Abby is the real deal. She has done the inner-city teacher thing. She is a mom. She has her feet in several different worlds, and I am so grateful for the perspective she gives to these conversations. Kids and schools are a difficult topic, but Abby comes at it full force. I love her brave, love-filled voice (and can't wait to read that book she is writing).
Where do we draw the lines?
by Abby Norman
Last year in Atlanta, the most prestigious middle school needed to be redistricted. It was overflowing with kids while the next closest school was half empty. One of the largest neighborhoods, which pushed the school to overflowing, was actually closer to the half-empty school. It was a no brainer --except it wasn’t. The overflowing neighborhood was also one of the most affluent. Many of the parents had moved into that neighborhood before their thirteen and fourteen year olds were even born because it was districted for the prestigious middle school. Those lines would not be redrawn without a fight.
The parents from the affluent neighborhood took it upon themselves to draw their own lines. Curved and zig-zagged, these lines kept the same number of kids at each school, but managed to put all the richer (and mostly white) kids in the already prestigious school, and move all the poorer, (mostly black) kids into the school with the bad reputation. When the school-board pointed out that these lines caused kids within walking distance of one schools to be bussed to the other school, the parents feigned shock.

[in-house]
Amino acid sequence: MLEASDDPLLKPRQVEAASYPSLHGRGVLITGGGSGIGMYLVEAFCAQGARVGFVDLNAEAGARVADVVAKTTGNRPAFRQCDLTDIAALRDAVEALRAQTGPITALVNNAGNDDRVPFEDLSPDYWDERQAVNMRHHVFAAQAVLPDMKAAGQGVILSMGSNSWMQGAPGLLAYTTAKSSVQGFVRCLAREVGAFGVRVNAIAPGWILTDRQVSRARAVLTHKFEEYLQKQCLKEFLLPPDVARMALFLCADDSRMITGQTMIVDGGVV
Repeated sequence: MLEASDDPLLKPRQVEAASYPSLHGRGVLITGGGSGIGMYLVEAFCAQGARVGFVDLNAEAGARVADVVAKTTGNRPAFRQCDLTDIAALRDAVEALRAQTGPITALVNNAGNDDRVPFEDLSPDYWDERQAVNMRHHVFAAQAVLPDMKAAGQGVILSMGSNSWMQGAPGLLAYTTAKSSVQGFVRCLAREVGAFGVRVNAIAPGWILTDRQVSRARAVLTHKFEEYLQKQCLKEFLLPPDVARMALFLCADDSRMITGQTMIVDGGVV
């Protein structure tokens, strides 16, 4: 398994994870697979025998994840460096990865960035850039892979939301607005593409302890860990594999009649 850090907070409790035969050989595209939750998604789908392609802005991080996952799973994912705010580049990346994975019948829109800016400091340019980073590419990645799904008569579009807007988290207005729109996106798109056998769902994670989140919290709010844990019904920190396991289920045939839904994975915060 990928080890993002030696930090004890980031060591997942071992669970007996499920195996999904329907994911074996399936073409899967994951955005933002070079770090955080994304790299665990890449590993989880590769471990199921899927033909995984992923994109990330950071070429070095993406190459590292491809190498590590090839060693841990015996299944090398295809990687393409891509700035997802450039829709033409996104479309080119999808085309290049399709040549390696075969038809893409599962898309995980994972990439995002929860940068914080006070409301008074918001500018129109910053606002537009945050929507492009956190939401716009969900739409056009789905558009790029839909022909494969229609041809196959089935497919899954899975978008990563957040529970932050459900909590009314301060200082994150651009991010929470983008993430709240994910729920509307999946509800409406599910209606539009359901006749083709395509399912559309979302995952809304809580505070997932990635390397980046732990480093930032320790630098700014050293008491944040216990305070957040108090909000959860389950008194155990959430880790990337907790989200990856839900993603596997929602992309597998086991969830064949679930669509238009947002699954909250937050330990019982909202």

Things got ugly from there. The local news was called, signs posted in the front yard, Facebook statuses and tweets were posted all proclaiming the need to protect our kids! Protect our future! We’ve invested in this school and we deserve to stay here!